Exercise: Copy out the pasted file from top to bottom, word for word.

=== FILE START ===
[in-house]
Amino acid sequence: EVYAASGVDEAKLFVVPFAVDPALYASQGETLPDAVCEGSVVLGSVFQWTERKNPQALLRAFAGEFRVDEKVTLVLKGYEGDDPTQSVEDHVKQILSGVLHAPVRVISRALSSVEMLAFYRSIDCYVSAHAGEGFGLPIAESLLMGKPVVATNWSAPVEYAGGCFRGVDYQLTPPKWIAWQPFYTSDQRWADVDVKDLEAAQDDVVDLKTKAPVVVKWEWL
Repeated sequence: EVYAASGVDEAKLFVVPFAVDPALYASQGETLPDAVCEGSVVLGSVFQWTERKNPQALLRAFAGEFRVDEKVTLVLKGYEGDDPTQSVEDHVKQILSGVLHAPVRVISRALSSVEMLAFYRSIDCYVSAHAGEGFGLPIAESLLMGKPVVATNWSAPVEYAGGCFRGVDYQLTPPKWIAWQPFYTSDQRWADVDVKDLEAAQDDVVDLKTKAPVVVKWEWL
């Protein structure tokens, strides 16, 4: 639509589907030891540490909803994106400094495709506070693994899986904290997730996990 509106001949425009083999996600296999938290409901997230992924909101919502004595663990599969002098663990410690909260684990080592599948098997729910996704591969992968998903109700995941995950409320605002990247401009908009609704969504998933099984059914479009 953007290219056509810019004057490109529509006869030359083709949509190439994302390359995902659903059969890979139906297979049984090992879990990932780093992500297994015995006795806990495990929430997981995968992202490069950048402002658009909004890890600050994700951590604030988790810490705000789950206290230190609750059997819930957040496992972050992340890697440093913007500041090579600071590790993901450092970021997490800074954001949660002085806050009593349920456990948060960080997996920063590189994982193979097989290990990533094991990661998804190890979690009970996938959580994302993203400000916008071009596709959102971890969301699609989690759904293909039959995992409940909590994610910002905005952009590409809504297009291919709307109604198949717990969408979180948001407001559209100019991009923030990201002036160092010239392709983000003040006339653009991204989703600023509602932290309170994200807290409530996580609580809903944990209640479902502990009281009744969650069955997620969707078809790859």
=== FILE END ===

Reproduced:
[in-house]
Amino acid sequence: EVYAASGVDEAKLFVVPFAVDPALYASQGETLPDAVCEGSVVLGSVFQWTERKNPQALLRAFAGEFRVDEKVTLVLKGYEGDDPTQSVEDHVKQILSGVLHAPVRVISRALSSVEMLAFYRSIDCYVSAHAGEGFGLPIAESLLMGKPVVATNWSAPVEYAGGCFRGVDYQLTPPKWIAWQPFYTSDQRWADVDVKDLEAAQDDVVDLKTKAPVVVKWEWL
Repeated sequence: EVYAASGVDEAKLFVVPFAVDPALYASQGETLPDAVCEGSVVLGSVFQWTERKNPQALLRAFAGEFRVDEKVTLVLKGYEGDDPTQSVEDHVKQILSGVLHAPVRVISRALSSVEMLAFYRSIDCYVSAHAGEGFGLPIAESLLMGKPVVATNWSAPVEYAGGCFRGVDYQLTPPKWIAWQPFYTSDQRWADVDVKDLEAAQDDVVDLKTKAPVVVKWEWL
């Protein structure tokens, strides 16, 4: 639509589907030891540490909803994106400094495709506070693994899986904290997730996990 509106001949425009083999996600296999938290409901997230992924909101919502004595663990599969002098663990410690909260684990080592599948098997729910996704591969992968998903109700995941995950409320605002990247401009908009609704969504998933099984059914479009 953007290219056509810019004057490109529509006869030359083709949509190439994302390359995902659903059969890979139906297979049984090992879990990932780093992500297994015995006795806990495990929430997981995968992202490069950048402002658009909004890890600050994700951590604030988790810490705000789950206290230190609750059997819930957040496992972050992340890697440093913007500041090579600071590790993901450092970021997490800074954001949660002085806050009593349920456990948060960080997996920063590189994982193979097989290990990533094991990661998804190890979690009970996938959580994302993203400000916008071009596709959102971890969301699609989690759904293909039959995992409940909590994610910002905005952009590409809504297009291919709307109604198949717990969408979180948001407001559209100019991009923030990201002036160092010239392709983000003040006339653009991204989703600023509602932290309170994200807290409530996580609580809903944990209640479902502990009281009744969650069955997620969707078809790859």